Krumbein, William Christian

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(b. Beaver Falls, Pennsylvania, 28 January 1902; d. Los Angeles, California, 18 August 1979),

geology, quantitative methodology, sediment analysis, stratigraphic analysis.

Krumbein is the pioneer in the application of quantitative methods in stratigraphy and sediment analysis. His many innovations include the logarithmic transform of particle size-distributions or phi scale, now almost universally used to describe the grain size of clastic sediments, the lithology tetrahedron to describe the complex interrelations between tectonic-sedimentary facies, the application of Markov chains to describe the stratigraphic memory of lithologic formations through geologic time, and the introduction of the general linear model in the statistical analysis of multidimensional geologic variables. Krumbein was a true trailblazer in the study of sediments and sedimentary rocks—years ahead of his time—and as a consequence, he was not recognized in his lifetime for his innovations by his more conventional colleagues.

Early Life . William Christian Krumbein, known as the father of mathematical geology, was born of German immigrants. An early marriage ended in failure and in 1946 he married Marjorie Kamm. Because Krumbein was a reserved person, little is known about his family, early childhood, and upbringing, other than that his parents, Carl and Hattie, moved to a largely German neighborhood in northwest Chicago when he and his older brother Henry J. were very young.

Academic Formation . Krumbein received his PhB in business administration from the University of Chicago in 1926 and worked for several years in the field of insurance adjustments with a finance company in downtown Chicago. Legend among his students had it that during the stock market crash of 1929, having witnessed a suicide fall from his skyscraper window, he returned to the University of Chicago and began graduate work in geology. His master’s thesis was titled “A Key for the Determination of Minerals by Means of Structure, Form, and Texture,” and he received an MSc in geology in 1930. His doctoral dissertation, written under J. Harlan Bretz and titled “The Mechanical Analysis of Related Samples of Glacial Till,” earned him a PhD in geology from the University of Chicago in 1932.

Krumbein’s interest in geology was stimulated when he was an undergraduate business student at the University of Chicago by Paul MacClintock, from whom he took an introductory geology course. Later, as a graduate student in geology taking Francis Pettijohn’s first course in sedimentation, Krumbein recognized the potentialities of statistical analysis, already familiar to him from business school, to the description of sediments. While in graduate school, Krumbein shared an office with M. King Hub-bert, who became famous for his petroleum resource prediction models; in hindsight this association proved to be very fruitful for petroleum geology.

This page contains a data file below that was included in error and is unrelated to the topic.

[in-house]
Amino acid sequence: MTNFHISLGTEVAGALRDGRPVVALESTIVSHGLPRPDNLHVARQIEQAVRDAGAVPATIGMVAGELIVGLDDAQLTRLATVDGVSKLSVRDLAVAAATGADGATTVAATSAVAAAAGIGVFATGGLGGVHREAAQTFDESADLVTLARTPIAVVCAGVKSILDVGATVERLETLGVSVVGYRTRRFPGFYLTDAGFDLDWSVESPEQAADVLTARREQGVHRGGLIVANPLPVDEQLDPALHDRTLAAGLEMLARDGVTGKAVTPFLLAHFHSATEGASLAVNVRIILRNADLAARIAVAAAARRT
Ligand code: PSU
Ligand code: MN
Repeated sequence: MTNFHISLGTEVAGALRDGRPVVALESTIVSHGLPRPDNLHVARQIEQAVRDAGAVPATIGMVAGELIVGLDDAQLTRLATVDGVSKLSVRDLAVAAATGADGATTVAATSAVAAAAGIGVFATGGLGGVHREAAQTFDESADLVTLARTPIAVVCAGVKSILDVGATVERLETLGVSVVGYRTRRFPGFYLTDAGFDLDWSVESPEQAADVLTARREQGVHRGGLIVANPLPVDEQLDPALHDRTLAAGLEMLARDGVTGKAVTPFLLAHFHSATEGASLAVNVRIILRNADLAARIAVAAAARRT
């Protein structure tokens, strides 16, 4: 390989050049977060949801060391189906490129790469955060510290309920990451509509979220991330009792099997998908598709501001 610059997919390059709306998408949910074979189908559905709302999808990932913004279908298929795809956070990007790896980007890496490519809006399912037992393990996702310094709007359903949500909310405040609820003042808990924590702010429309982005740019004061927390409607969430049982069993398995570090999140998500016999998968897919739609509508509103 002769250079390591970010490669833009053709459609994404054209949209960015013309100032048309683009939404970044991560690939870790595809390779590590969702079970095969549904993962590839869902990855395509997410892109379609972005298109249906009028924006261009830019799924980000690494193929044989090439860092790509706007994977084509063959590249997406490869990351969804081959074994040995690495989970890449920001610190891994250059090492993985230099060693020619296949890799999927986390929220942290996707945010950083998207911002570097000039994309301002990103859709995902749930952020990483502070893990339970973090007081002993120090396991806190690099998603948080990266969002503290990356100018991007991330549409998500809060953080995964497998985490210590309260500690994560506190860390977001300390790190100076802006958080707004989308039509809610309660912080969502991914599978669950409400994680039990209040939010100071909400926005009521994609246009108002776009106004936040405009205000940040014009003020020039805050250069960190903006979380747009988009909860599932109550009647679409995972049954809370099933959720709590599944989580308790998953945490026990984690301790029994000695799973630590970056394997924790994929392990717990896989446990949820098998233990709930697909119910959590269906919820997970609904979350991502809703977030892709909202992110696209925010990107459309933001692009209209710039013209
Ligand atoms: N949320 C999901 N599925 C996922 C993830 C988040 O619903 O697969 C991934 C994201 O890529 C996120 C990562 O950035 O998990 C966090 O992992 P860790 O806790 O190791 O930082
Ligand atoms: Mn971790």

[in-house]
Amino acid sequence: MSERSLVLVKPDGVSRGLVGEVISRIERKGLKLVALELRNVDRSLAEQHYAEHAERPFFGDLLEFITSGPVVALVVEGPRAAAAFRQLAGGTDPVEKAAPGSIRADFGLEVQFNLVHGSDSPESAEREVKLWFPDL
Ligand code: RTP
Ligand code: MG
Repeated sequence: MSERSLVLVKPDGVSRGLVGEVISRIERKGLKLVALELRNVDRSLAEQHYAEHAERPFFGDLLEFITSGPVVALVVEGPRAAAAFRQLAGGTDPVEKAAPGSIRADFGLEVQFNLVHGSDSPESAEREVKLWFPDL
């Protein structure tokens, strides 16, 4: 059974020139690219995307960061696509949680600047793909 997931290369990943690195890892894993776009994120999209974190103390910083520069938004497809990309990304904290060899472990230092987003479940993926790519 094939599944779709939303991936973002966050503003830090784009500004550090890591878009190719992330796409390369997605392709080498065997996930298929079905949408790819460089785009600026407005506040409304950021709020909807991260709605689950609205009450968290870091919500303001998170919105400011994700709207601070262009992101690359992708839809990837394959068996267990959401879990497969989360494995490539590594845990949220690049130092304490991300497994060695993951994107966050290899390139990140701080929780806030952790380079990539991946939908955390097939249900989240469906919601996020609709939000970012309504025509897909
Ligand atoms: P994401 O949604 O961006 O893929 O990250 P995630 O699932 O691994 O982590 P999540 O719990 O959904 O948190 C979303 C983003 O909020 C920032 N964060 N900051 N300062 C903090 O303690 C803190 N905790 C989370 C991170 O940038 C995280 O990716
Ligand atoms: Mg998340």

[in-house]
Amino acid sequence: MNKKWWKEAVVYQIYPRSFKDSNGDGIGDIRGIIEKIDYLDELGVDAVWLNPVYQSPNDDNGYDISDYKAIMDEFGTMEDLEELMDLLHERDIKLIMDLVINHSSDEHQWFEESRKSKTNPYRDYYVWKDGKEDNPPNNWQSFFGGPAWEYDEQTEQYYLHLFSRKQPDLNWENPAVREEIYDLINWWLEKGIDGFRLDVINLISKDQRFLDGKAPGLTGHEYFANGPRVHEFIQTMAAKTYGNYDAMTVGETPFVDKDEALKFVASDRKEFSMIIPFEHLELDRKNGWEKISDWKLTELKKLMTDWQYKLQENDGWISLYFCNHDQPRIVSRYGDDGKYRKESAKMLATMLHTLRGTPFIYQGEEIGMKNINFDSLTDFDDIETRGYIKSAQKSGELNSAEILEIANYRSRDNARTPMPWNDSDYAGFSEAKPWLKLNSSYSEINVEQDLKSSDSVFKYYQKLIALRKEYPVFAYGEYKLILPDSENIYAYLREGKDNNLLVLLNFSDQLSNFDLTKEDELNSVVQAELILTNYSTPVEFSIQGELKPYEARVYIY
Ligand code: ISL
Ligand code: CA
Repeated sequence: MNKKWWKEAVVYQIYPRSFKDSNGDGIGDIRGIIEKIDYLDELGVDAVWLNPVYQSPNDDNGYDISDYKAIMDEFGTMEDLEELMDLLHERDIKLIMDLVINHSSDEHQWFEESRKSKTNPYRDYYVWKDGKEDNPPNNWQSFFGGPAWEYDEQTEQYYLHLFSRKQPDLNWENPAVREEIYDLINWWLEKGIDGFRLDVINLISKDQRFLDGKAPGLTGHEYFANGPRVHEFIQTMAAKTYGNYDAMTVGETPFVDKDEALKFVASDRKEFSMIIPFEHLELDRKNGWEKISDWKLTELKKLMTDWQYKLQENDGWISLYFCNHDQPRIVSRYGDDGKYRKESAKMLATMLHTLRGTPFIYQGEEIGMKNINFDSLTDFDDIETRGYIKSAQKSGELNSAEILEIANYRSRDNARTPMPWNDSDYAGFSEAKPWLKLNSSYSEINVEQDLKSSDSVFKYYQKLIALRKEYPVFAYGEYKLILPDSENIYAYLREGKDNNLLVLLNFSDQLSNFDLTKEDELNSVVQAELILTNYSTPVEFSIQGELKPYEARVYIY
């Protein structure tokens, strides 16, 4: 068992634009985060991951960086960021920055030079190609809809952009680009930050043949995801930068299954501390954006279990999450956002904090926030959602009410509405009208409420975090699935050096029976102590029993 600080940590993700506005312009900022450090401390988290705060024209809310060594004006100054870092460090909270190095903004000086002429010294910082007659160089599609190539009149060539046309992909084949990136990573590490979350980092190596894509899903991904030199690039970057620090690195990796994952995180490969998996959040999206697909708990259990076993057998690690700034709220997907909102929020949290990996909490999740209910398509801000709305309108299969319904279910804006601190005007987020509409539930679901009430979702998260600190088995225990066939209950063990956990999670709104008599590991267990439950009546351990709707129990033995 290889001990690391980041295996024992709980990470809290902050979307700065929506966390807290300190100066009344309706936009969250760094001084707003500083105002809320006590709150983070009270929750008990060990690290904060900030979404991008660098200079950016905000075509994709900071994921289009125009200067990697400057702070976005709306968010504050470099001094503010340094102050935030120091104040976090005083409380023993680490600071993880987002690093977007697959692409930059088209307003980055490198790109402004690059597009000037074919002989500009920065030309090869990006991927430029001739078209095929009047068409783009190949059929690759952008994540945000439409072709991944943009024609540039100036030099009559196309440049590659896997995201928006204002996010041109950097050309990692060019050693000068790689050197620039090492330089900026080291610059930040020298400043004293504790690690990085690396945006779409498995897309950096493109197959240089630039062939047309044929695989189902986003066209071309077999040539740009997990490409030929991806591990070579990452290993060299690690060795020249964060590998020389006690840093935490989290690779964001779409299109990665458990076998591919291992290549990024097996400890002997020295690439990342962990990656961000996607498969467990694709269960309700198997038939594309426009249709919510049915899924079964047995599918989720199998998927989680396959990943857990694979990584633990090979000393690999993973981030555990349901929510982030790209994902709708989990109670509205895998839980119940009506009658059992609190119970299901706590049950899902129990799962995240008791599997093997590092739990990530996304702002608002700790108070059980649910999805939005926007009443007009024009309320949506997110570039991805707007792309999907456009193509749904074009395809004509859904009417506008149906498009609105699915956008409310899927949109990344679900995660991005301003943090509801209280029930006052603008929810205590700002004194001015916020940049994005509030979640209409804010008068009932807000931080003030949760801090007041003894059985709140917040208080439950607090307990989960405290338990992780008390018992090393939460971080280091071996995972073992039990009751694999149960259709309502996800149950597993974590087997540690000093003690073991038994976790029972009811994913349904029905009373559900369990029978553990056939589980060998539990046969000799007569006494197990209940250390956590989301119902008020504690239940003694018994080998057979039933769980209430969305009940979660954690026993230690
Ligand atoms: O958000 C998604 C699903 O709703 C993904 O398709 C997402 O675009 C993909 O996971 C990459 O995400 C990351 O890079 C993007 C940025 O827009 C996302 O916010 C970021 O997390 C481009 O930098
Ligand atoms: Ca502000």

Between 1933 and 1945, Krumbein rose from instructor to associate professor at the University of Chicago. During World War II he served with the Beach Erosion Board of the U.S. Army Corps of Engineers in Washington, D.C. (1942–1945), in the area of beach-landing intelligence, and then briefly worked for the Gulf Research and Development Corporation (1945–1946). In 1946 Krumbein became professor of geology at Northwestern University, and from 1960 until his mandatory retirement from Northwestern in 1970, he was William Deering Professor of Geological Sciences. In 1955 he was on leave for research at the National Bureau of Standards in Washington, D.C.

Scientific Production . Krumbein wrote more than 140 papers, including one published posthumously, and four books during his forty-seven years of productivity. His interests shifted appreciably from sediment analysis (39 publications) to stratigraphic analysis (27 publications) and finally to statistical methodology in geology (62 publications). His books followed the same trend: Manual of Sedimentary Petrography (1938), with Pettijohn, was followed by Stratigraphy and Sedimentation (1st ed., 1951; 2nd ed, 1963), with Laurence Sloss, and subsequently by An Introduction to Statistical Models in Geology (1965), with Franklin Graybill. Only six papers cannot be classified into these three categories; they are concerned mainly with educational matters and the use of computers in geology, as well as futuristic trends in geology.

He intended his first book, Down to Earth, coauthored with Carey Croneis in 1936, as an introductory text for a short course in geology. It attempted to develop an approach that was analytical instead of being solely a descriptive treatment of geological sciences. The purpose was to bring out the true relationship of geology to other sciences, following the “back to nature” trend observed by previous authors. In their 1936 preface Krumbein and Croneis explain the “back to nature trend” as the growing public awareness to understand the earth sciences—which they can see and feel—as opposed to the “layman’s relatively decent understanding of atoms electrons and genes which they cannot see.” This book is a factual depiction and philosophical interpretation of the history of Earth and its inhabitants through geologic time. It ends with a prognosis of humankind’s prospects on Earth that claims that “if he learns to control nature even reasonably completely, his mind and his studies will, indeed, have brought him immortality” (p. 484).